At the primitive end of the anachronism scale, the fuzzies from the Fuzzy novels are initially mistaken for pre-sentient primates, because they didn't use fire. Their tools, however, were more sophisticated than what a pre-fire culture should've had: they just had lots of thick fur to keep warm, and liked eating their food raw.
Isaac Asimov's Foundation series is full of schizo tech, since the decline and Fall of the Galactic Empire saw science degrade first into mere past-revering authoritarianism, then into a religion of technology where Foundation-indoctrinated priests made machines work by rote and have no idea of the principles behind them. Only the Foundation(s) keep the concepts of science and research alive, plus records of the Lost Technology from brighter days.
Eric Flint's 1632 series is practically bursting with this trope. This isn't really surprising, considering that the 1630s of the setting had books covering over three and a half centuries of technological advancement dumped into it, courtesy of the arrival of Grantville from April 2000. It develops another level of schizo tech since the limited industrial capacity of the 1600s makes replicating modern technology unfeasible for the time being, meaning they have to settle for recreating 19th century technology as a stopgap.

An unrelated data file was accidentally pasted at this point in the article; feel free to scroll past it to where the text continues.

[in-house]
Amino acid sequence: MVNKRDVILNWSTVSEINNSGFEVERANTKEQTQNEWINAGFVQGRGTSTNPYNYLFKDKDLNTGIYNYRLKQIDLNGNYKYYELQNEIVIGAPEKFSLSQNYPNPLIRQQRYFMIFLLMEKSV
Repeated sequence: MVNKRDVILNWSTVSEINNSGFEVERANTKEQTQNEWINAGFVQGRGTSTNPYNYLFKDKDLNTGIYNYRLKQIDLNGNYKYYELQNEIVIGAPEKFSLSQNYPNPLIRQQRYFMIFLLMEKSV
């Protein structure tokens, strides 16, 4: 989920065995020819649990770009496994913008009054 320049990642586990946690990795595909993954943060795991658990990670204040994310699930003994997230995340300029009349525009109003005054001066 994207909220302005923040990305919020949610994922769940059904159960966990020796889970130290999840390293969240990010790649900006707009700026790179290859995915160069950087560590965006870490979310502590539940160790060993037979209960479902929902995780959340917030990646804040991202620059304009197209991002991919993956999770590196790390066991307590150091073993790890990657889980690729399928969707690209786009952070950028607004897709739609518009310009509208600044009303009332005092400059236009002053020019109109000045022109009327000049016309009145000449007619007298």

His Dark Materials has this. Lyra's Earth has Victorian/steampunk tech plus an advanced knowledge of physics, electricity, and nuclear weapons.